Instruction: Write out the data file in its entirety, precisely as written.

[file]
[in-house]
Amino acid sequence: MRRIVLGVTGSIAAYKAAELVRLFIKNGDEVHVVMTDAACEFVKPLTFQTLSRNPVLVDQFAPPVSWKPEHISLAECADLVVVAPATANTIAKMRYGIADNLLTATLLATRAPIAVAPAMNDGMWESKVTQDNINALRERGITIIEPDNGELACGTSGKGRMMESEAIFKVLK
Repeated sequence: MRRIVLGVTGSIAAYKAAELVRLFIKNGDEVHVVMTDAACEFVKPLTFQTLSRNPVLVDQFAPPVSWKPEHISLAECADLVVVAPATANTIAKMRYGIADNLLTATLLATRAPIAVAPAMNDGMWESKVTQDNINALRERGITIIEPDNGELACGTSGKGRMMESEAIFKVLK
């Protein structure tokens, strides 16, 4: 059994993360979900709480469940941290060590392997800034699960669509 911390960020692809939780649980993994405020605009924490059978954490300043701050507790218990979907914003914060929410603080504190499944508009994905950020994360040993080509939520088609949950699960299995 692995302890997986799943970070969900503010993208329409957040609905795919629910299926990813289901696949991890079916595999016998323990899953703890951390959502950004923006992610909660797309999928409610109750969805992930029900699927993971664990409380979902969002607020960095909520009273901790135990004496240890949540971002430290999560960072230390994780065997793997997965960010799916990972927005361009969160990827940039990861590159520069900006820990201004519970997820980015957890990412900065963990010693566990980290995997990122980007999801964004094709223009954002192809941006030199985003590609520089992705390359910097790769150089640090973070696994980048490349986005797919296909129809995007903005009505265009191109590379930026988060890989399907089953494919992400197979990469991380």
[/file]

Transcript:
[in-house]
Amino acid sequence: MRRIVLGVTGSIAAYKAAELVRLFIKNGDEVHVVMTDAACEFVKPLTFQTLSRNPVLVDQFAPPVSWKPEHISLAECADLVVVAPATANTIAKMRYGIADNLLTATLLATRAPIAVAPAMNDGMWESKVTQDNINALRERGITIIEPDNGELACGTSGKGRMMESEAIFKVLK
Repeated sequence: MRRIVLGVTGSIAAYKAAELVRLFIKNGDEVHVVMTDAACEFVKPLTFQTLSRNPVLVDQFAPPVSWKPEHISLAECADLVVVAPATANTIAKMRYGIADNLLTATLLATRAPIAVAPAMNDGMWESKVTQDNINALRERGITIIEPDNGELACGTSGKGRMMESEAIFKVLK
């Protein structure tokens, strides 16, 4: 059994993360979900709480469940941290060590392997800034699960669509 911390960020692809939780649980993994405020605009924490059978954490300043701050507790218990979907914003914060929410603080504190499944508009994905950020994360040993080509939520088609949950699960299995 692995302890997986799943970070969900503010993208329409957040609905795919629910299926990813289901696949991890079916595999016998323990899953703890951390959502950004923006992610909660797309999928409610109750969805992930029900699927993971664990409380979902969002607020960095909520009273901790135990004496240890949540971002430290999560960072230390994780065997793997997965960010799916990972927005361009969160990827940039990861590159520069900006820990201004519970997820980015957890990412900065963990010693566990980290995997990122980007999801964004094709223009954002192809941006030199985003590609520089992705390359910097790769150089640090973070696994980048490349986005797919296909129809995007903005009505265009191109590379930026988060890989399907089953494919992400197979990469991380």